i actually called the jenny O folks when i was planning to serve turkey to a guest of mine who had impaired renal function.
                  his doctor's orders said turkey was ok for him to eat as long as it didn't contain certain chemicals (sodium nitrate, sodium nitrite, potassium somthing-or-other==i've long since lost the list).
                  i called Jenny O and asked them which of their products was pure turkey, or, at the very least products that didn't contain the forbidden chemicals.
                  they told me that NONE of their products were plain turkey and that NONE were without chemical additives.
                  obviously i decided not to serve the slime to my guest.. . .. .

                3. In a word, I don't know of any meat in a delicatessen that is NOT processed. Well, in a kosher Jewish deli, the chicken may not be processed, but the corned beef sure is. But you can also get into a big hassle by trying to define "processed" in today's world. If you do all of your shopping in the meat department of one of today's American supermarkets, there is little chance you've ever had any kind of meat that is not processed in one way or another. Any time a label on a pack of meat requires more than one word (words such as beef, pork, chicken, lamb), you're looking at processed meat. No meat comes off an animal "enhanced" with water or salt or flavorings. Yes. Deli turkey slices ARE processed meat.

                  8 Replies
                  1. re: Caroline1

                    Shoprite grocery store in NJ actually roasts their own turkey breasts. Delish!

                    1. re: jklkjklkj

                      Odds are that they "brine" them in a purchased chemical solution first. Maybe not, but you owe it to yourself to find out.

                    2. re: Caroline1

                      You're really getting to the difficult issue - how do you define processed? One way to look at it is unless you purchase the live animal, you are getting processed meat. Slaughtering, butchering, packaging are certainly processing. As we've discussed on these boards before, "processed" is often used as a pejorative because it has become a shorthand for referring to something other than its actual meaning.

                      I think the more important question is what are you trying to avoid consuming? Most good delis sell simple roasted turkey and beef with nothing more than salt and pepper added. There are cured meats available that are basically only rubbed with salt, spices, and, perhaps, sugar. Others use nitrates and a smoking process. On the other hand, there are certainly meats in many a deli counter that are an amalgamation of flesh, grains, flavorings, and water, pressed and reformatted into a Frankenstinian loaf.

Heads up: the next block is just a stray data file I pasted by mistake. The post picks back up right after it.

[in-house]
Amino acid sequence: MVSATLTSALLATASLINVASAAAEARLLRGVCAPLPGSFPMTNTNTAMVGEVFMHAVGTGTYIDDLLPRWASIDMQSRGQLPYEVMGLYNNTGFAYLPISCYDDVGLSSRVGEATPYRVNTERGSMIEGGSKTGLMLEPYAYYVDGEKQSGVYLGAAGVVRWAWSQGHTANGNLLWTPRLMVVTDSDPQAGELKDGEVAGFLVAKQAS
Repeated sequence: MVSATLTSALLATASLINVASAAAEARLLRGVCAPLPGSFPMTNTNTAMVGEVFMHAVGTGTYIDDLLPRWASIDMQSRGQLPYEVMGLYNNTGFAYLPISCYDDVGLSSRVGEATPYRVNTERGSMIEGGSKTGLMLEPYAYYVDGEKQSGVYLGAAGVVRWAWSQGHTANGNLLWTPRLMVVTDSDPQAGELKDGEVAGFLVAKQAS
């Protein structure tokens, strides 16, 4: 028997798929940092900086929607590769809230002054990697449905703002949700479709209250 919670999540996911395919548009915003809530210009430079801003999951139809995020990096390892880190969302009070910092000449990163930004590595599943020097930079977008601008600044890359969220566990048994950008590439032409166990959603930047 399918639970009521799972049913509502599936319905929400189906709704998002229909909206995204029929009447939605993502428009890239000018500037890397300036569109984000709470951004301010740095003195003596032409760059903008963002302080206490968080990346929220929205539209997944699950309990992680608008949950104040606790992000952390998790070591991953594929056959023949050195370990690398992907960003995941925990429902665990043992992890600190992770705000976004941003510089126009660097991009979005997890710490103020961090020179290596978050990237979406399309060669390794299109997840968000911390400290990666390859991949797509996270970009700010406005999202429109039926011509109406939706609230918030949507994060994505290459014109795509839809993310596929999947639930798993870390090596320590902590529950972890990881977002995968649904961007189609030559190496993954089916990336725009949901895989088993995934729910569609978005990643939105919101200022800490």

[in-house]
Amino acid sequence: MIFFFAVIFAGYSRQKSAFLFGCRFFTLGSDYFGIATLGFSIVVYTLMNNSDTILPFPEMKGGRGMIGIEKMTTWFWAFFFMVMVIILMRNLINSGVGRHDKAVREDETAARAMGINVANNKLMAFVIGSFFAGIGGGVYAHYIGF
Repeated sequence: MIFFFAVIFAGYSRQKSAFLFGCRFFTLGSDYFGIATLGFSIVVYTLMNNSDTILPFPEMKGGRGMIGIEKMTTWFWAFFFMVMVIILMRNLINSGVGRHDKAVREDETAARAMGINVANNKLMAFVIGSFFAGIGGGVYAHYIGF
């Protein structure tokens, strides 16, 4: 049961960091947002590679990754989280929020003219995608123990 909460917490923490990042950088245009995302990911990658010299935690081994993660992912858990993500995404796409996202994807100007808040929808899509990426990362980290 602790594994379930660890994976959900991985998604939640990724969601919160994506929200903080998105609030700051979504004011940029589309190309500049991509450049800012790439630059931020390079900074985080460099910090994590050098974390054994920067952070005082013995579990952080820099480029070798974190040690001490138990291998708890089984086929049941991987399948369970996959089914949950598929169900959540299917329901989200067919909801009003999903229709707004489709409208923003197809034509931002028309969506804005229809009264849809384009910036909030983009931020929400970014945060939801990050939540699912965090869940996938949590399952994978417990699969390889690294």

1. re: MGZ

                        "On the other hand, there are certainly meats in many a deli counter that are an amalgamation of flesh, grains, flavorings, and water, pressed and reformatted into a Frankenstinian loaf."

                        This is what I mean when saying processed deli. Corned beef will have some form of nitrate/nitrite since it's cured meat.

                        I remember see an episode of How It's Made and they showed the making of deli turkey. It was gross to see that pink toothpaste substance being extruded.

                        1. re: MGZ

                          To me, equating "slaughtering, butchering and packaging" meat to "processing" is akin to equating "picking, cleaning, and trimming" vegetables to "processing". Neither would actually be processing. It's "harvesting" in both cases, not processing. Processing has many definitions, and I think that it is widely understood that "processing" of food means to "chemically process". Like any language, using the term "processed" has become a short-hand way of saying "chemically processed". I agree that "processed" is a pejorative, but an accurate pejorative at that.

                          Most people don't consider things like baby-cut carrots in a bag to be "processed" food. However, there is a "process" to bring the carrots in from the field and cut them down to baby-sized. They're not chemically altered, though, so they don't get the label. I think that's accurate, too.

                          So, in my opinion, when I hear "processed", I think of chemicals altering the food and I think that's a fair way of looking at it. Where I live (midwest) we cannot get anything BUT processed deli meat. No whole foods found in the deli case.

                          1. re: MGZ

                            There are many types of deli turkey breast, not counting made from fresh/frozen by the deli. Which no one does around here anymore due to litagation factors. Let the customer sue Tyson or whatever.

                            Here is a good example: Perdue has 4 levels of deli turkey breast, level one being 3 or 4 whole breasts which are held together by carrageen, a natural seaweed product. The next level is big hunks of breast, the next "further processed" and then you have the fourth level which is all the trimmings formed into the shape of a breast. That is usually sold to prisons or very low income areas though, most go with what is in the middle. But you can get solid breast meat, another example is Boars Head Oven Gold which was first in the market of precooked high end turkey breast, but now every brand has something similar like the example above. You can tell by the shape, if it's more low and not round like a basketball. The biggest additive is salt I would say, although smoked now you're talking nitrates.